Written by Hosein Kimiaei-Asadi, Arya Tavakolitalab
Category: Volume 9, Issue 6, June 2017
Background: Despite recognition of the importance of nutritional feedings, the delivery of optimal nutrition remains difficult to achieve in most intensive care units (ICU).
Objective: To assess the status of malnutrition in traumatically ill patients hospitalized in an ICU in Iran.
Methods: This descriptive, cross-sectional study was conducted in Hamadan, Iran, on 123 patients in an ICU ward over six months with the purpose of assessing malnutrition status. Malnutrition and its severity were assessed based on the defined chemical parameters on admission and the end of stay times. Also, body mass index (BMI), weight (W), and height (H) anthropometric indices were assessed simultaneously to be compared with the chemical results. For statistical analysis we used SPSS version 16 software.
Results: Overall, 83% of patients had malnutrition on admission to ICU, which was 90% on discharge or near-death condition, indicating increase of the prevalence of malnutrition within hospitalization in this ward. On admission, 11% of patients had mild, 61% moderate, and 11% severe malnutrition that reached to 4%, 63%, and 23%, respectively, by the end of the stay. BMI was significantly different in the patients who completed two weeks in the ICU (p<0.05). Assessment of the correlation between admission and two week completed stay showed that BMI, H, and W were positively correlated (r=0.85), (r=1.0), and (r=0.638), (p<0.05), respectively. There were no significant correlations in these parameters in the fourth week. Assessing the changes in anthropometric parameters showed downward trends of both weight and body mass index within ICU hospitalization.
Conclusion: As shown in our study, inattention to needs of critically ill patients or lack of facilities results in developing and worsening of malnutrition, which, in turn, considerably worsens the outcome. To supply the needs of these in-hypermetabolic state patients, the importance of nutrition and its effect on outcome must be understood by medical staff; close monitoring of the nutritional status of these patients, along with meticulous calculations and team work, must be done and appropriate supportive routs be used.
Air Jordan XIII Melo PEتخفيضات
Keywords: Intensive Care Unit, Malnutrition, Nutritional Assessment, Patient
Volume 13, Issue 1, January-March 2021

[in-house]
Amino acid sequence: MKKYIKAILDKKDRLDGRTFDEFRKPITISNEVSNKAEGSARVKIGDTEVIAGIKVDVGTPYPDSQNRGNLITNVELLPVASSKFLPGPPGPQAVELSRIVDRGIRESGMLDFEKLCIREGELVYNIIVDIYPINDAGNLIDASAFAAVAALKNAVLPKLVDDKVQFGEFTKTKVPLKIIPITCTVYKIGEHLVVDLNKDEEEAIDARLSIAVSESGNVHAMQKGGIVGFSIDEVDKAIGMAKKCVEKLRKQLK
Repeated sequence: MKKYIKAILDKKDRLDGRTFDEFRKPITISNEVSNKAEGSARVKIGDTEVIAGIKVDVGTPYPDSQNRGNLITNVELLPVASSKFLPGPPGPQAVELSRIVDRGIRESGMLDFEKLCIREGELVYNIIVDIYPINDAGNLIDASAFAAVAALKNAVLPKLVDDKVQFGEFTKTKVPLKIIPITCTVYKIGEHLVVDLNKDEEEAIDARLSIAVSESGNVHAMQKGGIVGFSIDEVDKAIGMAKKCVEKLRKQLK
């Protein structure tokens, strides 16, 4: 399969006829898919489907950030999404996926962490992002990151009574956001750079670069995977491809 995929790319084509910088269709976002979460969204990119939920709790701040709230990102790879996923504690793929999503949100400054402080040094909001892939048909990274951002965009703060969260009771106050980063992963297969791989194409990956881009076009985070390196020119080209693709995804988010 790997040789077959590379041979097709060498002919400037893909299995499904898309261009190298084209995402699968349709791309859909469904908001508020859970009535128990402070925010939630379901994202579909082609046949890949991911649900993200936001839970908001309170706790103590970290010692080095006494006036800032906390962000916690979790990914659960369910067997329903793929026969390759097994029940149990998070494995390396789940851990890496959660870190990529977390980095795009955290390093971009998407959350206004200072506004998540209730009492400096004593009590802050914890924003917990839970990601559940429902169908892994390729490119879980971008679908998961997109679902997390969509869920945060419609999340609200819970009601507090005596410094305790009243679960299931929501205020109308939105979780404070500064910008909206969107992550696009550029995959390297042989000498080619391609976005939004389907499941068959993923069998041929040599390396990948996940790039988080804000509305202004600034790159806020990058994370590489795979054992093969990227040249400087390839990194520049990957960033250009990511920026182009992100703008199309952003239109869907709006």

The worldwide spread of COVID-19 as an emerging, rapidly evolving situation, and the dramatic need of urgent medicine or vaccine, has rapidly brought new hypotheses for pathophysiology and potential medicinal agents to the fore. It is crucial that the research community provide a way to publish this research in a timely manner.
To contribute to this important public health discussion, the Electronic Physician Journal is excited to announce a fast-track procedure to help researchers publish their articles on COVID-19 related subjects that fall under the broad definition of public health, internal medicine, and pharmacology. We are especially welcome to all hypotheses about the pathological basis of the COVID-19 infection and the possible characteristics of potential medicine and vaccine. Submit your manuscript here
The most recent editorial (June 2020)
Lessons from COVID-19 pandemic and the Morocco’s success story.
An editorial by Dr. Benksim Abdelhafid (Morocco)
The 6th World Conference on Research Integrity (WCRI) is to be held on June 2-5, 2019 in Hong Kong.
The WCRI is the largest and most significant international conference on research integrity. Since the first conference in Lisbon in 2007, it has given researchers, teachers, funding agencies, government officials, journal editors, senior administrators, and research students opportunities to share experiences and to discuss and promote integrity in research. Read more:
TDR Clinical Research and Development Fellowships
Call for applications
Deadline for submission: 7 March 2019, 16:00 (GMT)
TDR provides fellowships for early- to mid-career researchers and clinical trial staff (e.g. clinicians, pharmacists, medical statisticians, data managers, other health researchers) in low- and middle-income countries (LMICs) to learn how to conduct clinical trials. Read more:
Meta-Analysis Workshops in New York, USA, and London, UK, in April and May 2019
Don't miss this exceptional opportunity to learn how to perform and report a Meta-analysis correctly. Two Meta-analysis workshops are organized in April and May 2019 by Dr. Michael Borenstein in New York, USA (April 08-10, 2019) and London, UK (May 27-29).
About the Instructor
Dr. Michael Borenstein, one of the authors of Introduction to Meta-Analysis, is widely recognized for his ability to make statistical concepts accessible to researchers as well as to statisticians. He has lectured widely on meta-analysis, including at the NIH, CDC, and FDA. Read more: